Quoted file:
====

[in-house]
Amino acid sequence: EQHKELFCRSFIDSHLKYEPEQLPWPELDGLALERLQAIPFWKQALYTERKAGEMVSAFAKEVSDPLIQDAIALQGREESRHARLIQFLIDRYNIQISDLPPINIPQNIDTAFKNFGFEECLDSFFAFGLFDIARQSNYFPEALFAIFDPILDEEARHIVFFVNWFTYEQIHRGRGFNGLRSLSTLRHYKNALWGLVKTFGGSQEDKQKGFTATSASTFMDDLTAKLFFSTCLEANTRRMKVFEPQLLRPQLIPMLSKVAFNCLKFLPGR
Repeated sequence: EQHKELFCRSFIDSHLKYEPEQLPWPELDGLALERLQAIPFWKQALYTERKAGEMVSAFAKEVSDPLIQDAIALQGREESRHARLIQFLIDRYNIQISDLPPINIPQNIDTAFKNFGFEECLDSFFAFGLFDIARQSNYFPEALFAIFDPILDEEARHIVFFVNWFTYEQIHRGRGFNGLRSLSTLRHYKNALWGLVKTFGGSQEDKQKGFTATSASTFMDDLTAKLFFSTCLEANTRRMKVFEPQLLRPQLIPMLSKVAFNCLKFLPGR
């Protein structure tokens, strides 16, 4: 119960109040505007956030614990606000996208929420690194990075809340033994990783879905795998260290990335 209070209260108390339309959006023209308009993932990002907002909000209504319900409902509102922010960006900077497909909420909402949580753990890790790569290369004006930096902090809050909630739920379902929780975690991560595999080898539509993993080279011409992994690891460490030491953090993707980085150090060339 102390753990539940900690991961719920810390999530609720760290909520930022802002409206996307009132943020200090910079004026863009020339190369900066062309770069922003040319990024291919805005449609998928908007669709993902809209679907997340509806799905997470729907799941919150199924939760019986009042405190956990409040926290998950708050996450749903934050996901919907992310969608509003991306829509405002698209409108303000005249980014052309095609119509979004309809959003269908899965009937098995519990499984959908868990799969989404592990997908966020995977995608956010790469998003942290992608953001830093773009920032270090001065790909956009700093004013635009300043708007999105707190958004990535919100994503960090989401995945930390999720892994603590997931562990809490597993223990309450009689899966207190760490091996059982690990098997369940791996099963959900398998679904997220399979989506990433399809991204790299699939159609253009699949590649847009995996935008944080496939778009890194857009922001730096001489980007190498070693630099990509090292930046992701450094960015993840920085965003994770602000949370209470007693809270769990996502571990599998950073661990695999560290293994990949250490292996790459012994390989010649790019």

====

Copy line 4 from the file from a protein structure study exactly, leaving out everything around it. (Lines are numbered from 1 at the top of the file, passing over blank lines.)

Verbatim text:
């Protein structure tokens, strides 16, 4: 119960109040505007956030614990606000996208929420690194990075809340033994990783879905795998260290990335 209070209260108390339309959006023209308009993932990002907002909000209504319900409902509102922010960006900077497909909420909402949580753990890790790569290369004006930096902090809050909630739920379902929780975690991560595999080898539509993993080279011409992994690891460490030491953090993707980085150090060339 102390753990539940900690991961719920810390999530609720760290909520930022802002409206996307009132943020200090910079004026863009020339190369900066062309770069922003040319990024291919805005449609998928908007669709993902809209679907997340509806799905997470729907799941919150199924939760019986009042405190956990409040926290998950708050996450749903934050996901919907992310969608509003991306829509405002698209409108303000005249980014052309095609119509979004309809959003269908899965009937098995519990499984959908868990799969989404592990997908966020995977995608956010790469998003942290992608953001830093773009920032270090001065790909956009700093004013635009300043708007999105707190958004990535919100994503960090989401995945930390999720892994603590997931562990809490597993223990309450009689899966207190760490091996059982690990098997369940791996099963959900398998679904997220399979989506990433399809991204790299699939159609253009699949590649847009995996935008944080496939778009890194857009922001730096001489980007190498070693630099990509090292930046992701450094960015993840920085965003994770602000949370209470007693809270769990996502571990599998950073661990695999560290293994990949250490292996790459012994390989010649790019």